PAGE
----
Greedy monolines knew what they were doing – who should bail them out for playing with fire?

It’s no secret anymore that the monolines really don’t have the wherewithal to properly “insure” credit derivatives such as CDOs.  And the first hand evidence is piling in that the monolines apparently knew all along what they were doing — and kept right on “insuring” CDOs and other junky derivatives.  Why?  Profit, of course.  Where did all that money go?  Wherever it went, it’s high time for someone to go and get it back. 

My idea:  let the ratings companies (Fitch, Standard & Poors, et al.) who bestowed AAA ratings to this mess.  Perhaps they should disgorge all the revenue they collected as a result.  Seems as if they were unjustly enriched at the expense of …. all of us?

So – who spilled the beans?  Well, for one, former ACA Capital honcho (now literally put out to pasture?) as quoted at length in Bloomberg:

“Municipal bond insurers such as MBIA Inc. and Ambac Financial Group Inc. had a good thing going.  For years, they earned some of the highest profit margins in any industry — by writing coverage for securities sold by states and cities to build roads, schools and firehouses. 


`Played With Fire’

“I knew that if they played with fire long enough, they were going to get burned,” says Fraser, 66.

He left the company in 2001 over a dispute with the board about insuring CDOs, he says. Back then, it was debt of Enron Corp. and WorldCom Inc. — companies that later filed the two largest bankruptcies in U.S. history — that was being shoveled into CDOs.

“Companies that were having problems or were growing very fast began to turn up in all the deals ACA was offered,” says Fraser, who moved to Wyoming to run a 12,000-acre (4,856- hectare) ranch and turn a ghost town into a museum of the Old West.

Fraser, who first rated MBIA and Ambac in the 1970s as an analyst at S&P and later helped turn Fitch into one of the three major rating companies, says that while ACA’s original mission had been to help finance projects such as nursing homes and rural hospitals, the board didn’t want to allocate the capital needed to insure riskier municipal bonds.

Credit Default Swaps

Backing CDOs with credit-default-swap contracts was more alluring, Fraser says. Credit-default swaps are financial instruments based on bonds and loans that are used to speculate on a borrower’s ability to repay debt. They pay the buyer face value in exchange for the underlying securities or the cash equivalent should the borrower fail to adhere to its debt agreements.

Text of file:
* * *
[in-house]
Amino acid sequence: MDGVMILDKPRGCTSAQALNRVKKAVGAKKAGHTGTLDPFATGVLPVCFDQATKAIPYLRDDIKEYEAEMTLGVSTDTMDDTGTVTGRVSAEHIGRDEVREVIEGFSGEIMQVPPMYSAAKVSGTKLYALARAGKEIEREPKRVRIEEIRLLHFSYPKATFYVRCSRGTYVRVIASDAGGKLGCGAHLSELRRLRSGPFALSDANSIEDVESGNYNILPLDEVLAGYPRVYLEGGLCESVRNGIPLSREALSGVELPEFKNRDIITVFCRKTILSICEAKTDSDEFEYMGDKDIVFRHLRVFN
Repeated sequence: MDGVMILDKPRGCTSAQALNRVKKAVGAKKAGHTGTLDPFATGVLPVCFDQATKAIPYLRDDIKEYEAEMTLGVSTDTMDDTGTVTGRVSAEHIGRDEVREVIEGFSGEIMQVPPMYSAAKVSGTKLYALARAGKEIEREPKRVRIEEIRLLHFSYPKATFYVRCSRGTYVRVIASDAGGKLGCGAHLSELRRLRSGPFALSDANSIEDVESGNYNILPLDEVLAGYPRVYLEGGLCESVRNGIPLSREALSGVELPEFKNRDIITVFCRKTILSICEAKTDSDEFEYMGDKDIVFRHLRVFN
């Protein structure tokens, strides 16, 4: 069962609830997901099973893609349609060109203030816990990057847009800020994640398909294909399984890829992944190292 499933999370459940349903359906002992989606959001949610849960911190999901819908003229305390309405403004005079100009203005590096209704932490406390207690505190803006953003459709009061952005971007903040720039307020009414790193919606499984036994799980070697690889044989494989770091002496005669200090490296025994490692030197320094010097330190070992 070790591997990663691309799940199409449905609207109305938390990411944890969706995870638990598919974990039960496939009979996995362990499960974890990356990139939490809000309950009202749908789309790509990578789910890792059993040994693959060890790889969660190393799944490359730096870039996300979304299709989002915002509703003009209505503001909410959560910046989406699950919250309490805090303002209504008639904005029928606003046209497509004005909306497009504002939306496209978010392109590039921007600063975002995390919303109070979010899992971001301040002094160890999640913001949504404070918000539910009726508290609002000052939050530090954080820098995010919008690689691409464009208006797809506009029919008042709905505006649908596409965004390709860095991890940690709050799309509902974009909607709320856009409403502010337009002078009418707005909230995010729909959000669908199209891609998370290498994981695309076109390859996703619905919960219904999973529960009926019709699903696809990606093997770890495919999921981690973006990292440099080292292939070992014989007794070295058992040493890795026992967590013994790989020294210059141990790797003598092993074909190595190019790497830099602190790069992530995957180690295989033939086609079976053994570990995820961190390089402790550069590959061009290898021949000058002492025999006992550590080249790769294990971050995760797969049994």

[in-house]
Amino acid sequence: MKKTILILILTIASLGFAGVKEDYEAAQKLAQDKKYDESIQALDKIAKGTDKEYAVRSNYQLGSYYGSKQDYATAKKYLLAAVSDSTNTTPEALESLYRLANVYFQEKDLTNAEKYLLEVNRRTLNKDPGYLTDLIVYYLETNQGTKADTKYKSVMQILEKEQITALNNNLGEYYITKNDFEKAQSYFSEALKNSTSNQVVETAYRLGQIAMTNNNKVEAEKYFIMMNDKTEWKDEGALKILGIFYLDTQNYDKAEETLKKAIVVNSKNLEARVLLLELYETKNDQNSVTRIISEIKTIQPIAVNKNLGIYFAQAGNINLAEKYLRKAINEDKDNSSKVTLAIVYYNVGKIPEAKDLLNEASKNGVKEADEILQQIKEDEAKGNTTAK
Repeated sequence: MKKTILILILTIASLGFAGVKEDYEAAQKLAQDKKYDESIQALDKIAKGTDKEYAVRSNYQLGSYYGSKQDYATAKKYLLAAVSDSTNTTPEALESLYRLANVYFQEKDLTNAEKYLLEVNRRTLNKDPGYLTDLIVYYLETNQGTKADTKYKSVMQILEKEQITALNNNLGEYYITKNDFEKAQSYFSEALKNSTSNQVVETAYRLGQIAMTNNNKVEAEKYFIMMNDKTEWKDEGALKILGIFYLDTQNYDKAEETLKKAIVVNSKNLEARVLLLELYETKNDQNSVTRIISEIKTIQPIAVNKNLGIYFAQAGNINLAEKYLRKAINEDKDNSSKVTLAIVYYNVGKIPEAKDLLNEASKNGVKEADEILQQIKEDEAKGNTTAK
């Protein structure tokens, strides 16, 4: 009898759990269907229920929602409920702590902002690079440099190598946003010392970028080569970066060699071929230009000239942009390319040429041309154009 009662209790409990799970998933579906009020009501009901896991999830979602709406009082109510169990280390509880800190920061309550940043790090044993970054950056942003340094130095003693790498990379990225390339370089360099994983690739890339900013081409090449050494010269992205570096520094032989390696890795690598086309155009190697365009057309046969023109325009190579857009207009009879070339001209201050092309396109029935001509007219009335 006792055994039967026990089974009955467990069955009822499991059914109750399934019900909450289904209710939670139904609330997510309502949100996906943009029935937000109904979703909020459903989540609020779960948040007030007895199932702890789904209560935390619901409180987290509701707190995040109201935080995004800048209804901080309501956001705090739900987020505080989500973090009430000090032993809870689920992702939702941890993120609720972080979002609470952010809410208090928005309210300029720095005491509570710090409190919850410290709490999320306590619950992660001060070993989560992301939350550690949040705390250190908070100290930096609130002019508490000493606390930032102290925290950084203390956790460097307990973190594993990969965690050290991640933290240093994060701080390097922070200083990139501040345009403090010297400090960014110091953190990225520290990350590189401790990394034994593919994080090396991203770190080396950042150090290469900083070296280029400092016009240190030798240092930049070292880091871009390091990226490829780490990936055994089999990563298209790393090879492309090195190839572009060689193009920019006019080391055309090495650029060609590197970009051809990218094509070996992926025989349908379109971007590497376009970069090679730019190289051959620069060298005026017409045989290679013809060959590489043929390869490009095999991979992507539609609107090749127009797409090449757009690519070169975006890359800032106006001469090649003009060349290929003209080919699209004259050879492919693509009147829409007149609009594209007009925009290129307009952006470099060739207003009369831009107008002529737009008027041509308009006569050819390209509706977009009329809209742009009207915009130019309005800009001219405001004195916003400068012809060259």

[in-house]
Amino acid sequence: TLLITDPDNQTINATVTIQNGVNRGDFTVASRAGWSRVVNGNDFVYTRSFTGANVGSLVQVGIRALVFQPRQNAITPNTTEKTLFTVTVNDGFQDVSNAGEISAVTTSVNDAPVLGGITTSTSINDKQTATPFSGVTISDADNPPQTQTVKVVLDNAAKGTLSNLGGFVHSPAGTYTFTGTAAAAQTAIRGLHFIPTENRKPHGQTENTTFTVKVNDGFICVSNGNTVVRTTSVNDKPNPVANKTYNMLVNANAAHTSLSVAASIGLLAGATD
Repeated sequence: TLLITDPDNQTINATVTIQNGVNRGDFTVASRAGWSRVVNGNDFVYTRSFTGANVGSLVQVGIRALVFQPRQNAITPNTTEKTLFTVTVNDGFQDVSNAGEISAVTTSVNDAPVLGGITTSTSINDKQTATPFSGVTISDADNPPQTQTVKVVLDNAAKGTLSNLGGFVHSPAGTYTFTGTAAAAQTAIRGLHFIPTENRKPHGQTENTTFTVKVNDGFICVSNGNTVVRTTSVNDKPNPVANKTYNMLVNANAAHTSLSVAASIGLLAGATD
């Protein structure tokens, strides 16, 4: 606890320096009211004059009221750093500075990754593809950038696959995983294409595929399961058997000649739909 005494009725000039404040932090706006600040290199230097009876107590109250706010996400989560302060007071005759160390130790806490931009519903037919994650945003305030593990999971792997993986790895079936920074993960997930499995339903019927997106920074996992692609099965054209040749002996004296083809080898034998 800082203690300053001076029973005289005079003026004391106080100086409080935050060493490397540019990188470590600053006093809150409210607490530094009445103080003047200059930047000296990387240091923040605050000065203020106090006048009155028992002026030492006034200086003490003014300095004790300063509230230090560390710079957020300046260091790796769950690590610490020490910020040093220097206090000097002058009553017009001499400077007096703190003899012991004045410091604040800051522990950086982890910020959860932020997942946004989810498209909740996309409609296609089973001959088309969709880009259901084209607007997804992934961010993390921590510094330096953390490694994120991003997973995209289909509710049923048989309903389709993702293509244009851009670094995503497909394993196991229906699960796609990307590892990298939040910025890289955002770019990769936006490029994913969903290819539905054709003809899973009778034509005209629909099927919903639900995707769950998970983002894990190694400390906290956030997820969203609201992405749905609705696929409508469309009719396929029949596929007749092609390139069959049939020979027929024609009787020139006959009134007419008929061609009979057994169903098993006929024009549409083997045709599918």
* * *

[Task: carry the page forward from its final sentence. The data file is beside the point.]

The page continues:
By using swaps, ACA wasn’t limited to guaranteeing only securities with a lower credit rating than its own. It could compete with AAA-rated insurers to back top-rated CDOs while having to maintain less capital than the triple-A companies. The top-rated insurers collected annual premiums for insuring CDOs with swaps that were 50 percent of the capital the rating companies required them to maintain, S&P said in a July 2007 overview of the bond insurance industry. ACA was scooping up premiums that were 130 percent of its required capital.

`Very Low Risk’

“ACA has had good success assuming exposure to very low risk supersenior CDO tranches, where the goal of the counterparty is risk transfer and the associated mark-to-market relief,” S&P said.

By December, after S&P completed a “stress test,” it projected more than $3 billion of losses on those low-risk securities. Alan Roseman, ACA’s CEO, didn’t return a voice mail message seeking comment.”


2 responses to “Greedy monolines knew what they were doing – who should bail them out for playing with fire?

  1. So..maybe Ned Flanders was right about insurance?

  2. The crisis has been brewing for about six years, ever since the insurers discovered collateralized debt obligations. These securities, part of an area known as structured finance, were created by Wall Street by repackaging assets such as mortgage bonds and buyout loans into new obligations for sale to institutional investors.

    Attracted by top ratings from Standard & Poor’s, Moody’s Investors Service and Fitch and by lucrative premiums, the insurers agreed to pay CDO holders — many of them banks that created the securities — in the event of a default. Insurers backed $127 billion of CDOs that relied at least partly on repayments on subprime home loans, according to a Dec. 19 report by S&P, the No. 1 credit rating company.

    “It looked so profitable and so easy that they let the portfolio shift too far toward structured finance,” says Robert Fuller, who runs Capital Markets Management LLC, a Hopewell, New Jersey-based firm that advises municipalities and nonprofits. “It morphed into this monster that is devouring them.”

    Great post,

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